GM Blunders twice in a match againsnt an 1400

fruitcakes101 wrote:
Cruiseylee78 wrote:

Tornado has just copied and pasted that from a prev comment lol. And its incorrect as Fruitcakes explained. Dear oh dear.  People dont try and look more than 1 move ahead.  ;)

Dear oh dear.... whats wrong with Qf5 NxB defends queen???? queen takes queen, Knight finishes queen trade???

I think this deserves a dear oh dear oh dear oh dear lol. I agree wwith you and you still dont get it. Oh dear lol.


I only see one blunder, and a very one sided game.

Not that GMs take online games as seriously as the games they earn their titles with...

Anyway as others pointed out you woudln't be a piece up or anything, it'd be an endgame and very hard to win considering the rating difference.


Here, having a slight advantage, I played 23...Rxc3?? and suddenly realized with horror that I lose a piece for nothing by simple means. At first I considered resigning on the spot, but nevertheless, went on playing a piece down, and won the game rather easily... Tongue Out


Hate to break it to you but 2300 isn't even GM in real life.  Maybe get a 2800 (internet scale of course) and up and you can claim so. 


When I was beginner strength an expert blundered his queen against me in a club game... he kept playing and I eventually lost  : /


Guys I made this forum to show you that a GM blundered not to show you that I could have beaten him me a pawn up I have no chance of beating him I realise that. But why the blunder against an 1400 is it over confidence?? I am sure he wouldn't do this to another 2000 rated player.. "" thinking process"" I can beat this 1400 fairly easy"" oops I blundered"" later u asked him about it and he got angry with me I am quoting " can u say something meaningful for once"" I don't like chatting on and he left the chat.... Would I be angry if I blundered against a 700 rated player??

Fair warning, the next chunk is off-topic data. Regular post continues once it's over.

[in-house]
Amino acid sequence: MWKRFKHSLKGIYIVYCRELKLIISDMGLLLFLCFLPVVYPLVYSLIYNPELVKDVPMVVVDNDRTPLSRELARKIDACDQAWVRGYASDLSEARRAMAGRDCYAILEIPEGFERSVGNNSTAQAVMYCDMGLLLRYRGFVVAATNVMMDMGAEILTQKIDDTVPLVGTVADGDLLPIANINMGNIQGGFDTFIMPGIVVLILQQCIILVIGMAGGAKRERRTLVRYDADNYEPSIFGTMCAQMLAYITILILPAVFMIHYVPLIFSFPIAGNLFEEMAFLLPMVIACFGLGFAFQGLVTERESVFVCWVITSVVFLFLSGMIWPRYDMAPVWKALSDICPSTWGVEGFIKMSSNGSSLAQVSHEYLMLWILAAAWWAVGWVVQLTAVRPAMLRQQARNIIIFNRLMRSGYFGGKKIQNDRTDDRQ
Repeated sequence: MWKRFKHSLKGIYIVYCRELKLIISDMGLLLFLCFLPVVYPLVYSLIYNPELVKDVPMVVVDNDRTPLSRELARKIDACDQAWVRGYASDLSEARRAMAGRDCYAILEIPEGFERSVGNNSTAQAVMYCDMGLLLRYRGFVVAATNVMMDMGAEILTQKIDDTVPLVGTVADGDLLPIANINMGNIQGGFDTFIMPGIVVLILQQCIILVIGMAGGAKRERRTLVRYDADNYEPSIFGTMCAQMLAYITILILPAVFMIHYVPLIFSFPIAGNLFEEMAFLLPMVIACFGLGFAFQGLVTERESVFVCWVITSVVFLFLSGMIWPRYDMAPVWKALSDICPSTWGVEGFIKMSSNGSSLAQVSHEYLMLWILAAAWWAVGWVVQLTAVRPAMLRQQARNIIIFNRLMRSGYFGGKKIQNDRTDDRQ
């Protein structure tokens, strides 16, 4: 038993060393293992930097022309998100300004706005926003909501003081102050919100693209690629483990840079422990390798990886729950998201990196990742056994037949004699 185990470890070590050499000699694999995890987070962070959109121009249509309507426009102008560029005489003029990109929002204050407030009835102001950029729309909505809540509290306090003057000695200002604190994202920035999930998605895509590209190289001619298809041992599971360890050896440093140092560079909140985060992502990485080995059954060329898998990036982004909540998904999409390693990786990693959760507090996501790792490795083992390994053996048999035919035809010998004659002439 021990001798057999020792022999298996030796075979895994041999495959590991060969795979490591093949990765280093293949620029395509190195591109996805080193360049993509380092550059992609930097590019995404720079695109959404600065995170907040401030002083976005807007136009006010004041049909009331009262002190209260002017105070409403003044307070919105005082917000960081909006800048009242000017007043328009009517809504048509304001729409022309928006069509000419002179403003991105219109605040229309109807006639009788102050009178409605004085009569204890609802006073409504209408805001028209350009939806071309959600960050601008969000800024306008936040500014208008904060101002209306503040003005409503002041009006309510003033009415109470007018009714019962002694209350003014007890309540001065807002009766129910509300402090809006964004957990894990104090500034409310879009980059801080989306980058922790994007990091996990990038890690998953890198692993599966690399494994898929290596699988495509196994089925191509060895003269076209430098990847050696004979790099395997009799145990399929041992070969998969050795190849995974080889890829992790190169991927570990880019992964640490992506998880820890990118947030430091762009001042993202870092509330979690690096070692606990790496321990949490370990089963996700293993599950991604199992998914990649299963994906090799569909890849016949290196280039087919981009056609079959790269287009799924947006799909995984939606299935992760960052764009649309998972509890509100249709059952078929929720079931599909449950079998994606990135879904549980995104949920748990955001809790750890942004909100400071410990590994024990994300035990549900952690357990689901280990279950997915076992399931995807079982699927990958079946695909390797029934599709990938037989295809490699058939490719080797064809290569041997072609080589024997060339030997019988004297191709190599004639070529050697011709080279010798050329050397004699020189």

Pfren, exactly: It can be a pain in the ass to win up a piece against someone higher rated. Imagine how wrong your resignation would have been there (oh perhaps I mis-spoke; it's probably not very nice to win, and chess players are all about being nice...).

BudBoomer wrote:

and its not "an" 1400 is english youre second language?

Oh, the irony!


pfren - it may be simple means to you but I can't find how white ends up winning a piece. Could you please explain this to me?


I think the point is that after 24 Qxc3, black can try to take his own rook with 24...Nxb1, but since black's queen is attacked, 25 Qd3 (25 Qc2 may run into 25...Na3) gets out of the attack and attacks the knight, and his threat on the queen stands, so it seems black can't save his queen and knight at the same time.

Although now I realize that black could also try 24...Qxe4, but again white can try to get his pieces out of the attack so that he can take the one he is threatening -- 25 Re1, and unless black can find some reason to deter white from taking on a3, I think white finally wins the piece. He could try 25...Nb1, but again this only temporarily gets black out of his problems. After 26 Qc1, black's queen is still attacked, and the knight is double attacked.


Ok guys this shows anybody can have a good game??? what do you think my chances are against an NM rated 2400???? Well i am up a pawn in i think endgame then i am going to take another pawn but i mousleslip. how do you think this is going to end if i didnt mouslip?

hessmaster wrote:
Randomemory wrote:

*time to untrack from hessmaster's nonsense*

I am not nonsense!!!!!

Why do you not just admit that you didn't see 19...Nxd3, it happens to everybody! Trying to advocate 18.Ne5 as anything else than a blunder is ridiculous.


Don't sell him short.

hessmaster wrote

I did see nxd3 white still wins with it

Explain to us, how exactly does white still win after ....nxd3.